Diet secrets of the dangerously disordered

A yucky episode in which the media is caught sending deranged messages to women about their weight.


Rebecca Traister
January 5, 2006 6:05PM (UTC)

Whoops! In a case of crappy media timing, Us Weekly's new cover features an inset picture of "Herbie: Fully Loaded" star Lindsay Lohan in a bikini over the headline "Diet Secrets: Lindsay, J.Lo & Others."

Too bad that the new issue coincides with the ballyhooed publication of the upcoming Vanity Fair, in which Lohan admits that she has recently suffered from bulimia and dabbled in drug use.

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Gawker jokes about the gaffe that Lohan's "Diet Secrets" include "Drink at least 8 glasses of water a day. Use some drugs 'a little.' Use cocaine a lot. Eat lots of fish and chicken. Purge."

It's funny, but it's not. It's no revelation that movie stars face enormous pressure to stay slim. Nor is it news that many young women hurt themselves in pursuit of impossible physical ideals.

But it doesn't help when one of those young women is consistently held up to us -- and her own peers, the young women who buy tickets to her movies and buy magazines to read about her -- as a physical specimen worthy of our obsession. Lohan's extreme weight loss over the past year has garnered both positive and negative attention, as have her collapses from "exhaustion" and "asthma." It has been no secret that she's not a healthy chica.

And yet the media -- and this includes Vanity Fair, which reportedly features photographs of the 19-year-old posing topless next to the story about her eating and drug problems -- continues to fetishize her form, rewarding every new physical transformation with a photo spread or story. We've seen her thin, thinner, wasted away, big-breasted, bare-breasted, blonde, brunette, redheaded, freckled, pale.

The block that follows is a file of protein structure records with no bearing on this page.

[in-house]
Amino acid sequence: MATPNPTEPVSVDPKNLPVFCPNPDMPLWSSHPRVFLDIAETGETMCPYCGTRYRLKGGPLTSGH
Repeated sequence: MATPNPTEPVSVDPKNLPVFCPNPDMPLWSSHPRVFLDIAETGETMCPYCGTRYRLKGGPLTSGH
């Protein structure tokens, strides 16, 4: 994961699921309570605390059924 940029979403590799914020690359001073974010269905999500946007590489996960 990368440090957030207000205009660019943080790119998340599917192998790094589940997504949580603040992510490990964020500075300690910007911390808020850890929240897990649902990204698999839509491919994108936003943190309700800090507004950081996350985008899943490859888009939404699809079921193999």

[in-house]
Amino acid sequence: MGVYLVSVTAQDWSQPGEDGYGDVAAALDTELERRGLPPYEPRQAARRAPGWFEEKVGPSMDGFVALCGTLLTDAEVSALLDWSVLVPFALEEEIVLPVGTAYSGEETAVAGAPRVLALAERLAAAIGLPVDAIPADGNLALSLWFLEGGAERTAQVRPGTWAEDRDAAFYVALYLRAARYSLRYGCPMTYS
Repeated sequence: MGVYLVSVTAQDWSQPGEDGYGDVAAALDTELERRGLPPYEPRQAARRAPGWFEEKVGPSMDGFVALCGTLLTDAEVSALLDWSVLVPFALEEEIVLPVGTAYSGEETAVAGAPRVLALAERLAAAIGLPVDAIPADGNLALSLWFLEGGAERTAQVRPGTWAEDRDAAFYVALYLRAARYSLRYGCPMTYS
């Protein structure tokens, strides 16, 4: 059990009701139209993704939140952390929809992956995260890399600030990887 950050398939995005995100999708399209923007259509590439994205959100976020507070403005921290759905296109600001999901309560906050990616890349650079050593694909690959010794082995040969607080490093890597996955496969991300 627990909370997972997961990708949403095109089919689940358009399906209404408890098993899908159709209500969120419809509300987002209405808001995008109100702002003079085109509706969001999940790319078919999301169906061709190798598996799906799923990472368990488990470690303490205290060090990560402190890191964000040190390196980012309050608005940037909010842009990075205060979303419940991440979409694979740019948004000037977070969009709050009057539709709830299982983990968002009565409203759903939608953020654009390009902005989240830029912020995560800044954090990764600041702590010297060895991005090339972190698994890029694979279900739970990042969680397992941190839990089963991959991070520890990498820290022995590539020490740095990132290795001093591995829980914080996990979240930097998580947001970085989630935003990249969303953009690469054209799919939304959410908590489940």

Even without being specifically promised her "Diet Tips," what other message could we be getting besides one that encourages us to emulate her? After all, if we did, we could be on the cover of magazines.

One other Lohan note: Apparently, the Vanity Fair story also quotes Lohan's stage mother from hell, Dina, as saying, "She took it a little too far, maybe ... but it wasn't as bad as it looked." She took it a little too far? Your daughter just told a national magazine that she was on the brink of death, described her siblings calling her in tears, referred to her own body as "disgusting," and admitted that when confronted about her trouble she "just started bawling." Buy a fucking vowel, lady.

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Rebecca Traister

Rebecca Traister writes for Salon. She is the author of "Big Girls Don't Cry: The Election that Changed Everything for American Women" (Free Press). Follow @rtraister on Twitter.

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